<p>I looked at the mannequin because I made a head a couple of years ago. I needed one to measure for a hat; the store bought head was too small.</p><p>I used leftover quilt batting roughly shaped like a head and needed to hold it togetherness. I had some white masking tape which worked well and added more batting and tape until it resembled the shape of my head (from photos). I drew ears, then a face. It was very useful in making my hat of knitted roses; I could pin the roses on with straight pins to see how the hat would look.</p><p>Congrats on making an entire body! You did a great job!</p>
Voted! Can't wait to try this! Excellent tutorial!
<p>Thank you :D</p>
<p>Great job! Voted!</p><p>I made a dress form (torso only) from duct tape. I would like to point out that getting duct taped can be rather scary if you don't like to be constricted or feel confined.</p><p>Going off my experience, it is best to NOT suck in your stomach, but rather push it out a bit. Also, watch how tight you go around the neck.</p>
<p>Thanks for the vote. <br><br>Yes, this is good advice. I might edit my text to add something about this. Thank you. </p>
<p>I have one of those, too. My aunt helped. She did the taping. We had a ball :)</p>
<p>This.........is cool. </p>
<p>Thank you. </p>
<p>brilliant. none of the dress forms resemble real people. I can think of lots of other fun uses for this!</p>
<p>Glad you liked it :D</p>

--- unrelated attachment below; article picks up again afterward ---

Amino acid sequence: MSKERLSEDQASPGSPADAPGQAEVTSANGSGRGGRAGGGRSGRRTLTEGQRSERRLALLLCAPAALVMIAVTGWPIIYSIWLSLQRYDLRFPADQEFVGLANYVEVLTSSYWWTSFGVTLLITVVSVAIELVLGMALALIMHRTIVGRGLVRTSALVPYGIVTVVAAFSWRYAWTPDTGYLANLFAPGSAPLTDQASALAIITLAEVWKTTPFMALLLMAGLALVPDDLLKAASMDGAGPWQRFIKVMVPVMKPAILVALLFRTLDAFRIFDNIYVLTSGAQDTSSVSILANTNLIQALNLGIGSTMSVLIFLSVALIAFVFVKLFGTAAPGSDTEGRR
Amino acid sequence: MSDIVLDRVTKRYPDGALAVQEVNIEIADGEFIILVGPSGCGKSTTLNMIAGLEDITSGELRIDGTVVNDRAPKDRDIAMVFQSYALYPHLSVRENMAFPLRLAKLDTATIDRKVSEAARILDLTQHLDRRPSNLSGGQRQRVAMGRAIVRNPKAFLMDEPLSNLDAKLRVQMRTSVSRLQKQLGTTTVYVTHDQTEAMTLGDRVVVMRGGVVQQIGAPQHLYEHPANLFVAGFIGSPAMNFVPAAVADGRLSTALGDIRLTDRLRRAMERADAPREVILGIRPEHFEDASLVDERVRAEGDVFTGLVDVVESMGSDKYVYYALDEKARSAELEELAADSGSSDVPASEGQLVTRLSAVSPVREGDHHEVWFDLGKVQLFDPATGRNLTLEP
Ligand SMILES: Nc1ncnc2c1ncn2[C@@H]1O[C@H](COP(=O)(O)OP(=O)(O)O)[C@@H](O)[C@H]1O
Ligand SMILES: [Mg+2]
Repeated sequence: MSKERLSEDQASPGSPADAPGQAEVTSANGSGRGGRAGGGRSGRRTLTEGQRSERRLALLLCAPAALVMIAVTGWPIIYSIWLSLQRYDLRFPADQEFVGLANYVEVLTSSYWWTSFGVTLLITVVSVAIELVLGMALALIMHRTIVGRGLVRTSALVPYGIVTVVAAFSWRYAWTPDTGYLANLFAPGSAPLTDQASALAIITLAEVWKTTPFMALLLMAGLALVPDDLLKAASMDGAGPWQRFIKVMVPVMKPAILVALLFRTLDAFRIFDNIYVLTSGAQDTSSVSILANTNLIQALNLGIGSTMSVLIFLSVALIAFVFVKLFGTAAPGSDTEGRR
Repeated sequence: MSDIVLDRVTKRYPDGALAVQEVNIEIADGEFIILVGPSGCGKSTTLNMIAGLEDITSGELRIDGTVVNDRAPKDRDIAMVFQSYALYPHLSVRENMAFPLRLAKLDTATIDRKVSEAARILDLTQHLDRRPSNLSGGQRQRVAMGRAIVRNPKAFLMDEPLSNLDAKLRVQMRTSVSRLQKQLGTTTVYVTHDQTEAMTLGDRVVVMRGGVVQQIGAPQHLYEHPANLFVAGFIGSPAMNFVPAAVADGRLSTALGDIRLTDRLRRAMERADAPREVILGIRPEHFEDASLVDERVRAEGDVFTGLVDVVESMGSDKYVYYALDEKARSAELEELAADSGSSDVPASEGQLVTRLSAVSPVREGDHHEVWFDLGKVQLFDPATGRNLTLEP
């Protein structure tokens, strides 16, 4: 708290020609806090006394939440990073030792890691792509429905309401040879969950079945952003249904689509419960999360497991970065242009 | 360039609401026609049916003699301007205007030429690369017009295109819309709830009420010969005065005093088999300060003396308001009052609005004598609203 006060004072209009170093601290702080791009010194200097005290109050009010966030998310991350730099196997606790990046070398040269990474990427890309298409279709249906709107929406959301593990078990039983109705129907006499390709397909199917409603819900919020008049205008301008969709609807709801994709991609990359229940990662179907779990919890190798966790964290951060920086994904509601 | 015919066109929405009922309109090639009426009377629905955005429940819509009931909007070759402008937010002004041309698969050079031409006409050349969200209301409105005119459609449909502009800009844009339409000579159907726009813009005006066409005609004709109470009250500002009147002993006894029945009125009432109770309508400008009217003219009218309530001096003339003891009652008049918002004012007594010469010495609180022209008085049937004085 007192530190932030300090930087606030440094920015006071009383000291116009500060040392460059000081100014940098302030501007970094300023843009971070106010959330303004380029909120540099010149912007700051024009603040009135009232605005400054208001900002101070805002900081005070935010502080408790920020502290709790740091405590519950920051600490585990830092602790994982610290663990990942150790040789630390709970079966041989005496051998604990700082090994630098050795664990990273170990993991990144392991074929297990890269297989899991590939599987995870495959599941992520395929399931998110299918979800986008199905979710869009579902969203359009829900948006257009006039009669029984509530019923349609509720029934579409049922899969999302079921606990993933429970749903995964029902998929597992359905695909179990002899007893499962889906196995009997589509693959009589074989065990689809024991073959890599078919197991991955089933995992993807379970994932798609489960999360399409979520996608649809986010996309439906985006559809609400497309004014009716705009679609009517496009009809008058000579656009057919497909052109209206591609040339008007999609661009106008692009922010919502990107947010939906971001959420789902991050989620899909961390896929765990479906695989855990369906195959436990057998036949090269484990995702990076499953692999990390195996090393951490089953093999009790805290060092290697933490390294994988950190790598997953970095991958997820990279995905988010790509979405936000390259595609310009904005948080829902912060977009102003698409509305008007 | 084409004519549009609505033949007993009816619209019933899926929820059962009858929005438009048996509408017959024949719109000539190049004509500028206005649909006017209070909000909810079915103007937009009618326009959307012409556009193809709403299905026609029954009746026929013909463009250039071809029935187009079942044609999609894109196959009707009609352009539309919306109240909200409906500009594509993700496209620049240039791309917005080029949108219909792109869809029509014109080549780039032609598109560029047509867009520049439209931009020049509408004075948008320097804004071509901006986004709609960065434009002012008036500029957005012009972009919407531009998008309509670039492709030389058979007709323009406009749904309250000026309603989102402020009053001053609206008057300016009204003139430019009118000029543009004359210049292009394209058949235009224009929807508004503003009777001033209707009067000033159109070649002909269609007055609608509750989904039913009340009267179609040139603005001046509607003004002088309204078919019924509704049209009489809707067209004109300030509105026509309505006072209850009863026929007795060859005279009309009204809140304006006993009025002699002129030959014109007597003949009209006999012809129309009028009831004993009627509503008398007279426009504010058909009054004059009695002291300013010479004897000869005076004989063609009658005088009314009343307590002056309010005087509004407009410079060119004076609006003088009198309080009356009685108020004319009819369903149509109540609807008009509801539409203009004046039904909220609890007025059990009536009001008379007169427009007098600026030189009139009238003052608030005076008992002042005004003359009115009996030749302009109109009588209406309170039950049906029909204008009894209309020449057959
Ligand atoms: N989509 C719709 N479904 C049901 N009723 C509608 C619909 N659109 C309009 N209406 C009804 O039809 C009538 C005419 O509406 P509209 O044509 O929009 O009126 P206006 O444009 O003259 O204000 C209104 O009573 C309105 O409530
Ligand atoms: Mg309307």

<p>You won't be able to put pants on this mannequin with the feet permanently attached to the bottom of the frame like that. I have two options:</p><p>1) construct the frame so that it can be taken apart just behind the heels and just in front of the toes. You'll need to lay the mannequin down to put pants on and take them off, so this may not be especially convenient if you're using it as a sewing form. But it will work.</p><p>2) Skip the standing base and instead embed a sturdy suit/coat hanger in the shoulders and neck when you pour the foam in the torso. This will let you hang the mannequin from a closet rod, coat rack, hook in the ceiling, where ever you can find a sturdy hanging point.</p>
<p>I had wanted to make it a folding version, but I needed to get it done in one day, so time was against me. <br><br>I think I may go in and 'edit' edit this one, chopping the arms and legs off, adding some straight joiners the pipe and sealing it up again. I don't need to put shirts/trousers on him yet, but I expect i will soon. </p>
<p>Wow! These look better than real ones. </p>
<p>Yup, and I haven't even decorated it yet :D</p>
That's so cool!!!
<p>Thank you, I'm glad you enjoyed it :)</p>
<p>These make great bodies for Halloween.</p>
<p>Oh man, I think I was drunk when I replied the last time :/<br>Yup, I made a zombie crawlingout of a grave a few years back using this method.</p>

About This Instructable

14,804views

111favorites

License:

Bio: Former geek enabler, but slowly came to the realisation that he is infact a Geek! Replica Prop &amp; Costume Artist Maker Cosplayer Events Organizer Cat and ... More »
More by sorenzo:Duct Tape Mannequin 
Add instructable to: